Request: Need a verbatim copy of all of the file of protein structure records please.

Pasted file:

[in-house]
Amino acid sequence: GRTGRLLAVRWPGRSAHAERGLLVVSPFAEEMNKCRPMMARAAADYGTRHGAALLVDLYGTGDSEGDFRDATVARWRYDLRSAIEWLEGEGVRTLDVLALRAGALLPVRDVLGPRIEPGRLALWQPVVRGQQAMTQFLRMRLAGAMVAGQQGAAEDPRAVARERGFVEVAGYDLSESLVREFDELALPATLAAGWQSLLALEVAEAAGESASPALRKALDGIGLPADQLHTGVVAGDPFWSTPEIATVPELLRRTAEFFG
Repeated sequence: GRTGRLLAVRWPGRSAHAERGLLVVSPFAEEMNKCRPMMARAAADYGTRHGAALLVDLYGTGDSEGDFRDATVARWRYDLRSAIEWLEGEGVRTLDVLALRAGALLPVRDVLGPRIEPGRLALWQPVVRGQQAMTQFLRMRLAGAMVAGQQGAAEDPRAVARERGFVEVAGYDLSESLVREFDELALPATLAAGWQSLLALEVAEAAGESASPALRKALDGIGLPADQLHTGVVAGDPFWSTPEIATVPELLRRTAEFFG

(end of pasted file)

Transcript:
[in-house]
Amino acid sequence: GRTGRLLAVRWPGRSAHAERGLLVVSPFAEEMNKCRPMMARAAADYGTRHGAALLVDLYGTGDSEGDFRDATVARWRYDLRSAIEWLEGEGVRTLDVLALRAGALLPVRDVLGPRIEPGRLALWQPVVRGQQAMTQFLRMRLAGAMVAGQQGAAEDPRAVARERGFVEVAGYDLSESLVREFDELALPATLAAGWQSLLALEVAEAAGESASPALRKALDGIGLPADQLHTGVVAGDPFWSTPEIATVPELLRRTAEFFG
Repeated sequence: GRTGRLLAVRWPGRSAHAERGLLVVSPFAEEMNKCRPMMARAAADYGTRHGAALLVDLYGTGDSEGDFRDATVARWRYDLRSAIEWLEGEGVRTLDVLALRAGALLPVRDVLGPRIEPGRLALWQPVVRGQQAMTQFLRMRLAGAMVAGQQGAAEDPRAVARERGFVEVAGYDLSESLVREFDELALPATLAAGWQSLLALEVAEAAGESASPALRKALDGIGLPADQLHTGVVAGDPFWSTPEIATVPELLRRTAEFFG